Josey grit his teeth against the pain and forced himself to look up at her.  “I’m gonna kill you for what you did to Dean and the Doc.”

“Is that a threat?"  She sneered at him.  "I have one for you.  No, threat's the wrong word.  A threat with a measure of inevitability to it. A promise? No-- people break promises too easily. A curse? Too fantasitcal. An oath? The connotations are wrong.  Understand it as this: when I say I'll do something, I make it happen. ”  She said, hammering her foot into his chest again and he gasped.  "And I'm going to kill you, Josey Wales."  She lifted the foot from his chest.  "I'll leave you now.  But remember that."  She curtly turned around and made for the door.

Josey was on his feet in an instant and dove for his revolver.  It found his hand and he raised it at the door.  It was empty.  He sprinted out into the suite’s main room, but Shrike was gone.

Josey bit down on the inside of his mouth, trying to resist the urge to toss his revolver in anger.  He failed and threw the Sequoia at the ground with a loud “Fuck!”

They gathered in the conference room, the power restored, for Josey to tell them what had occurred.

“And she just… left?”  Arcade confirmed.

Josey nodded.  “Looked everywhere after, Arcade.  Been searching for the last few hours.  Nothing.  She vanished.”

“What do you think she was in here for then, if not to kill you?”  Arcade wondered.  “Did she take anything?”

“I don’t know.”

“Have you looked around?  Did she leave anything behind?”

“I don’t know, maybe.”

“Did she say anything telling, maybe she was trying to get information from you?  Can you remember what she said?”

“I don’t know, Arcade!”  Josey snapped.  The Follower fell silent.

“What I do know is that she got in her, smacked me around, and flaunted that she’d killed Dean and the Doc.  Randall lied.  Shrike’s not here for money or because she’s crazy.  She has some kind of vendetta against me.”

“Where is Randall?”  Boone asked, looking around to see if anyone knew.  “Is he still in the city?”

“Randall Clark disappeared a few hours after we interviewed him.”  Yes Man’s monitored flickered to life.  “No one in New Vegas has seen him since.”

“And where were you?”  Josey demanded, lifting a hand at Yes Man’s smiling face.  “How come the 38 was open wider than a Reno whore?”

“Early today, I believe just before Shrike entered, I was fed a high-level passcode with security access equivalent to that of Mr. House.”

“So Shrike’s got some old world tech that let her get in here without your say so?”  Josey simplified.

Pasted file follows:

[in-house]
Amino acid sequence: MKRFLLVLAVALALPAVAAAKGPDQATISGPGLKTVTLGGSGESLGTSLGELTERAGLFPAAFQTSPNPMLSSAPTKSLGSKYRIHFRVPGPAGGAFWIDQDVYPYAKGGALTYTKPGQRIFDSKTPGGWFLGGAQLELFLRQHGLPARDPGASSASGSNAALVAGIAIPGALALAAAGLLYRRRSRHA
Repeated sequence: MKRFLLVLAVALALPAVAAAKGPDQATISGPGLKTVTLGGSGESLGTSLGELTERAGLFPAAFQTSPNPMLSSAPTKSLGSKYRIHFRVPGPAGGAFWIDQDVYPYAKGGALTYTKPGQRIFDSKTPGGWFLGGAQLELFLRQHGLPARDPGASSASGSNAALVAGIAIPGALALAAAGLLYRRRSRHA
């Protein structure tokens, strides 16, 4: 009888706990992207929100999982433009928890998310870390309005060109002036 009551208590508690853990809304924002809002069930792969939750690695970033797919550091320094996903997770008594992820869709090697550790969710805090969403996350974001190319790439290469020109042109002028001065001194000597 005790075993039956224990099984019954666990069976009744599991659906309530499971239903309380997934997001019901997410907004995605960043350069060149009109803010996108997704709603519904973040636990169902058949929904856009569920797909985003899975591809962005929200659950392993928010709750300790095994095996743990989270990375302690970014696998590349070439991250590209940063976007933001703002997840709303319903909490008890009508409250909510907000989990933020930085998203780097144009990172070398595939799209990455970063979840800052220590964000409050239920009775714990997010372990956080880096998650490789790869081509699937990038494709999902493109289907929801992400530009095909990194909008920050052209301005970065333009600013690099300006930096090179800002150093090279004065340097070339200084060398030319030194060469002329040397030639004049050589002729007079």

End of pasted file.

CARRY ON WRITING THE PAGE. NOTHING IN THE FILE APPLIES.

“Yes.”  Yes Man said, sounding embarrassed.

“And what’s to stop her from doing so again?”

Yes Man’s volume lowered to a whisper.  “Nothing.”

“Fuck!”  Josey shouted, standing up so fast it knocked his chair over.  He kicked it across the floor for good measure.  “You mean she can walk in here any time she wants?”

Yes Man paused.  “Yes.”

Josey pulled a hand down his face and gripped his jaw hard.  “I need to be alone for a second.  Need to think.”

The four of them sitting at the table—Raul, Boone, Cass, Arcade—shared a series of uncomfortable looks, before slowly making their way out.

“C’mon, Lily,”  Arcade called.  The Nightkin, who had been standing quietly in the corner, shuffled out after him.

“Fuck.”  Josey murmured once again, now to himself.  He rested a fist against the nearest wall and leaned into it.

It felt like it was all coming apart.  Dean and Mitchell were dead.  Josey hadn’t kept in close contact with them recently, but they’d been his friends.  And now the 38, previously his impenetrable fortress, was completely comprised.  He ran New Vegas from here.  Where else could he go?  And what would it look like, if he fled this place?  It’d be a complete show of weakness, one the NCR would surely take advantage of, maybe even the Families.

“Jose.”  Josey jumped and turned around.  Boone hadn’t left, instead having remained at the table.  “Sit down.”  He instructed with a nod.

Josey crossed the room and sat opposite Boone.

“I’m going to say something to you now.”  Boone said.

Josey though this was an inherently surreal moment, Boone volunteering to talk. But Craig did have brief moments of sincerity, as few and far between as they were.  “Okay…”

“When my wife died, I pushed everyone away.  Manny, my old squad.  Since she wasn’t as important to them as she was to me, I thought that meant they didn’t care. That they were happy she was gone.  I was wrong.”

Josey blinked, uncertain what to do with this new information.

“You’re not alone, Jose.  You got us.  We all got your back.  Shrike… she’s not pulling the same trick twice.  We won’t let her.”

“Thanks, Boone.”  He said, feeling an enormous swell of gratitude towards the stoic and normally silent man.  “When your wife died… how’d you get over it?”

Boone was silent for long enough that Josey almost took it back. “I don’t think I ever did.”  Boone finally said.  “What happened… what I had to do… that sticks with you.”

Josey thought of Veronica.  He nodded.  “I know what you mean."

Boone smiled thinly, as much a smile as he any he was capable of, and stood.  “Let’s get out of here.  Too many ghosts in this room.”

“Between the two of us?”  Josey snorted in amusement.  “Probably enough to fill the whole place up.”